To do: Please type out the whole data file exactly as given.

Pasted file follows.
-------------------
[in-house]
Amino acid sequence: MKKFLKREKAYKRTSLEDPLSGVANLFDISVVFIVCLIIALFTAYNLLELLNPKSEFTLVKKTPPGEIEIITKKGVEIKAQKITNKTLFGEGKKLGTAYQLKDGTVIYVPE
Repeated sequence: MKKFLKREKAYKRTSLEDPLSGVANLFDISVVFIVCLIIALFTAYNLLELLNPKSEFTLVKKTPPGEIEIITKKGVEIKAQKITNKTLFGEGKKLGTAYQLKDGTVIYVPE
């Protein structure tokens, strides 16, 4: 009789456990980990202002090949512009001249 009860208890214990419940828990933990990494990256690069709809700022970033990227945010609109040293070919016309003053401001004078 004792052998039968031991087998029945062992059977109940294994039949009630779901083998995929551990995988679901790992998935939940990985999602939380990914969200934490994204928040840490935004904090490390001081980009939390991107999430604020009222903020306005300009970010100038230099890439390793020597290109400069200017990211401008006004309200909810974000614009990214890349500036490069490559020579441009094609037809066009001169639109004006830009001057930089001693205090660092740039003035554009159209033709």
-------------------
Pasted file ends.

[in-house]
Amino acid sequence: MKKFLKREKAYKRTSLEDPLSGVANLFDISVVFIVCLIIALFTAYNLLELLNPKSEFTLVKKTPPGEIEIITKKGVEIKAQKITNKTLFGEGKKLGTAYQLKDGTVIYVPE
Repeated sequence: MKKFLKREKAYKRTSLEDPLSGVANLFDISVVFIVCLIIALFTAYNLLELLNPKSEFTLVKKTPPGEIEIITKKGVEIKAQKITNKTLFGEGKKLGTAYQLKDGTVIYVPE
């Protein structure tokens, strides 16, 4: 009789456990980990202002090949512009001249 009860208890214990419940828990933990990494990256690069709809700022970033990227945010609109040293070919016309003053401001004078 004792052998039968031991087998029945062992059977109940294994039949009630779901083998995929551990995988679901790992998935939940990985999602939380990914969200934490994204928040840490935004904090490390001081980009939390991107999430604020009222903020306005300009970010100038230099890439390793020597290109400069200017990211401008006004309200909810974000614009990214890349500036490069490559020579441009094609037809066009001169639109004006830009001057930089001693205090660092740039003035554009159209033709």